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|Title:||Marketing, strategy, and the small firm: A systematic inquiry|
|Author(s):||Trapp, Paul Stephen|
|Doctoral Committee Chair(s):||Gardner, D.|
|Department / Program:||Business Administration|
|Degree Granting Institution:||University of Illinois at Urbana-Champaign|
|Subject(s):||Business Administration, Marketing|
|Abstract:||The purpose of this dissertation was to empirically investigate and better understand the linkage between business orientation, strategic posture, marketing strategy, and performance. The theoretical model employed explicitly incorporated a contingency approach to theory development, and as such contained contingency variables, response variables, and performance variables.
The population under study was defined as independently owned and operated Christian bookstores. A sample of 600 firms was drawn from the national membership roster of the Christian Booksellers Association. Utilizing a highly structured mail questionnaire to collect data for the study, 301 usable responses were obtained. In addition to the Christian booksellers, a second sample was collected for the purpose of comparison. This second sample was composed of 208 retailer clientele from the Small Business Development Center (SBDC) of Northwest Indiana (89 usable responses obtained).
Several conclusions were drawn from the results of this dissertation. Overall, the theoretical model offered a viable framework for investigating the research questions put forth and their attendant hypotheses. There did appear to be a systematic relationship between business orientation, strategic posture (as operationalized by the Miles and Snow strategic typology), and extent of marketing strategy practices. Prospector type organizations exhibited a greater marketing orientation than Analyzer or Defender type organizations, and engaged in marketing strategy practice activities to a greater extent than either of the latter as well. Marketing strategy practices did have an impact on performance (i.e., sales, net profit/loss, sales per square foot, change in sales, profit margin), however the impact of specific practices was not universal across all such measures. Firm and owner/manager characteristics had a significant impact on performance, more so than an organization's current business orientation, strategic posture, and extent of marketing strategy practice activities. The importance of restricting samples of study to sets of firms within homogeneous strategic situations was reaffirmed by the results of the SBDC clientele analysis.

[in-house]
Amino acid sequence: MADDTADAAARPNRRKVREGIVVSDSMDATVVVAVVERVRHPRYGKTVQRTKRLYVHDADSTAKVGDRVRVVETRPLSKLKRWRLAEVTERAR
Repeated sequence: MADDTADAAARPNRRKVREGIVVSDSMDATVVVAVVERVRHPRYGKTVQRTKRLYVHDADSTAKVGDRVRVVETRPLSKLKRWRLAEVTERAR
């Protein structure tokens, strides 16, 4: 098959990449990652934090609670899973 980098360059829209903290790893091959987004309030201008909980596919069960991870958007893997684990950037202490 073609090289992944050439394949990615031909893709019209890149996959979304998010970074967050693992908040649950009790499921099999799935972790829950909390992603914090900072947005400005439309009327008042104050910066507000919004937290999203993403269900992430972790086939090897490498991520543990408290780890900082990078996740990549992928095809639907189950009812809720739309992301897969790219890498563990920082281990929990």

|Rights Information:||Copyright 1991 Trapp, Paul Stephen|
|Date Available in IDEALS:||2011-05-07|
|Identifier in Online Catalog:||AAI9211015|
This item appears in the following Collection(s)
Dissertations and Theses - Business Administration
Graduate Dissertations and Theses at Illinois
Graduate Theses and Dissertations at Illinois